Susie Murphy, an Edinburgh College of Art graduate, is inspired by the magic of Scotland and the world at large. Having been awarded two Royal Bank of Scotland purchase prizes, Susie’s work is now held in both private and corporate collections. Through the medium of acrylic on canvas she captures her love for the Highlands and Scotland’s enchanting beauty with effortless style.
“The changing moods of Scotland’s landscape and the natural environment is a great source of inspiration for me. Being present in such beauty is a special thing, and at times a magical experience. These are the experiences which touch the soul. They provide me with a tranquil oasis from the frenzy of modern living and I am passionate about sharing this with others through my art.
All of my childhood and formative years were saturated with nature’s wonder and summer holidays were spent on a campsite situated in the magnificence of the Highland’s ‘Road to the Isles’. During these years I developed a deep connection with the sea and Scotland’s dramatic changes of light and colour across its landscape. It is this connection that inspires me to create, and, in my paintings, I try to capture the rich sensory experience a place can invoke; layering the emotions, memories and feelings which come from witnessing the brilliance of nature.”
Growing up in the Scottish Borders and being the daughter of an architect had a huge impact on her formative years and future artistic direction. From an early age Susie was immersed in the wonder of nature and her father’s world of technical drawings, architectural models and illustrations, and she cites him as being integral to her work as an artist: “My father was a fantastic man with a wicked sense of humour, and amongst many other qualities, was an architect, watercolourist and an exquisite draughtsman. I was always fascinated and inspired by his ability to draw and paint a completely alien structure from architectural plans onto paper and photographs of the natural environment.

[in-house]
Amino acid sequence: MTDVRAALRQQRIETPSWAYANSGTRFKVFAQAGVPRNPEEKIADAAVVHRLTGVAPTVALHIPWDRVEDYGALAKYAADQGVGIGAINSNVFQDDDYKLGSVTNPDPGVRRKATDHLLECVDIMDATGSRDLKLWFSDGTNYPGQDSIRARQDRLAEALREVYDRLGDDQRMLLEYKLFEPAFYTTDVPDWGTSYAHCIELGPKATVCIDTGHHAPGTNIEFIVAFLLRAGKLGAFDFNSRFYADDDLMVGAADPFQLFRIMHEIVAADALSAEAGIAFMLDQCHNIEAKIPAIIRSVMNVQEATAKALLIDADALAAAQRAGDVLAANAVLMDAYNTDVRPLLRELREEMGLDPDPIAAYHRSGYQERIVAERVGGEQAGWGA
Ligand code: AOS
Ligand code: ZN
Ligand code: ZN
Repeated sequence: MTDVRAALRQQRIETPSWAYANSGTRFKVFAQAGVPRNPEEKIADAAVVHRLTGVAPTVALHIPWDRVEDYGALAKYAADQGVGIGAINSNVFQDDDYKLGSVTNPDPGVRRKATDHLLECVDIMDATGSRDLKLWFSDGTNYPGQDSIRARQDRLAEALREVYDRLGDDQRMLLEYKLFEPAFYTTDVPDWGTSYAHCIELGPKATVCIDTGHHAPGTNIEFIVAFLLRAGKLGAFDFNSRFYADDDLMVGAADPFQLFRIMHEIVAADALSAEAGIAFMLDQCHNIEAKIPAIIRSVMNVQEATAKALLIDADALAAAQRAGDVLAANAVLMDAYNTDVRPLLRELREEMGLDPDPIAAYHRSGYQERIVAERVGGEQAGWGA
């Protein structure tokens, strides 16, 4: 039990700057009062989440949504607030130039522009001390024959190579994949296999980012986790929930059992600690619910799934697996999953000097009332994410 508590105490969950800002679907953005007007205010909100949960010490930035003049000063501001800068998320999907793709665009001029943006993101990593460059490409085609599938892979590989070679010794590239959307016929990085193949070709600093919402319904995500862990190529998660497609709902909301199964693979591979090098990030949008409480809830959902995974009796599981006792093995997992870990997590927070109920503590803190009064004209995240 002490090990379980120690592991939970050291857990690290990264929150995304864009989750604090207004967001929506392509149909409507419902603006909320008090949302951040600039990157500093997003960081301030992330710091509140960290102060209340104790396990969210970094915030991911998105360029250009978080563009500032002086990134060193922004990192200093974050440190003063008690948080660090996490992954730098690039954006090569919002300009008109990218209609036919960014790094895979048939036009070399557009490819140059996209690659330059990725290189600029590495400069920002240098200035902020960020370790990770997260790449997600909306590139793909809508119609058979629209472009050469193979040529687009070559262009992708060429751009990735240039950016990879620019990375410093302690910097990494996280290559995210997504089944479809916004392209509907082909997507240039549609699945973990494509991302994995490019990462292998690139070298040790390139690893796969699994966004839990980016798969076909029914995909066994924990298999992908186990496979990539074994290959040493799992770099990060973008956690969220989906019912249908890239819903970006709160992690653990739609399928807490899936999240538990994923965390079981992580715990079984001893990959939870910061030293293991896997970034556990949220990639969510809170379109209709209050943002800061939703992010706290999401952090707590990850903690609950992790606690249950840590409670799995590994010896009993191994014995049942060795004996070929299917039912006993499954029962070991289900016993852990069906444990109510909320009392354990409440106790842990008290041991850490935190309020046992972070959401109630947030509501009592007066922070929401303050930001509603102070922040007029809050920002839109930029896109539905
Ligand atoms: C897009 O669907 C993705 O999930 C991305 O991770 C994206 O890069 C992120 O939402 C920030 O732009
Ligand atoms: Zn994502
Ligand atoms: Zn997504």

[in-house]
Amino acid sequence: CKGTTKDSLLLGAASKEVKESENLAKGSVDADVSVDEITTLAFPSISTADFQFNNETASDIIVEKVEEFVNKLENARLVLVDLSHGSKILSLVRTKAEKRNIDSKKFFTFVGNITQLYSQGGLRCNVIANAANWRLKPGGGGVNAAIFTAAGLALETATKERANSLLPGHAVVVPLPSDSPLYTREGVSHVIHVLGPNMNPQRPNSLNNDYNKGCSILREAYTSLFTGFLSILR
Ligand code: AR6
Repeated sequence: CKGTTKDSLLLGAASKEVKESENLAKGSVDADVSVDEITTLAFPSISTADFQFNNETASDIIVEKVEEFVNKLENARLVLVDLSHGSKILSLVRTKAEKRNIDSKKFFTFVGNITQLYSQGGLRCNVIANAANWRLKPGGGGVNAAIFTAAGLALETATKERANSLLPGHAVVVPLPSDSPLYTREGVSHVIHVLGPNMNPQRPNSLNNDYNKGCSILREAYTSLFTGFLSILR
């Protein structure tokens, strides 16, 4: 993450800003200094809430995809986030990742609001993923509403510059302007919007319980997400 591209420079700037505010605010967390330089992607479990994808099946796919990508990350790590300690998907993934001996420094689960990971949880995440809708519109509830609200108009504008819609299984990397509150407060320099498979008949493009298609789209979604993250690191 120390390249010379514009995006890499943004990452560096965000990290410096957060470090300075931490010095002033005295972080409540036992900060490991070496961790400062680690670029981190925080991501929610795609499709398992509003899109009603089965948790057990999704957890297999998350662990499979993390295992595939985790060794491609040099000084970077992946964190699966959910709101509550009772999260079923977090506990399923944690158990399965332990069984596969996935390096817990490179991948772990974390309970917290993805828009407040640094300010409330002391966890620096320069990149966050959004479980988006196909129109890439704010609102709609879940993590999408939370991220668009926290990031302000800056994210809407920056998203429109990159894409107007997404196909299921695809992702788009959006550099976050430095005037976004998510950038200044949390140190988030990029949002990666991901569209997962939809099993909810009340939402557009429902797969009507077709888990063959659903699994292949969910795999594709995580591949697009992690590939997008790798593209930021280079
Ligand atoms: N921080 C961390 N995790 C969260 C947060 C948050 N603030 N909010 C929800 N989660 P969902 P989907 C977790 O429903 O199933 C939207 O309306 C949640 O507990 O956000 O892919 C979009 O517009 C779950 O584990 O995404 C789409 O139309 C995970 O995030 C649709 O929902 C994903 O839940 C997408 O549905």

This inspiration and my fascination with successfully integrating alien objects into the natural environment has stayed with me. Whilst painting, I enjoy wrestling with the dualism of superimposed geometric shapes and the natural environment. For me, this duality symbolises man’s impact on nature and the precarious balance between progress and respect for natural life. I believe it is a delicate balance that we need to be collectively conscious of, especially if we as a species want to look forward to a future of health and abundance.”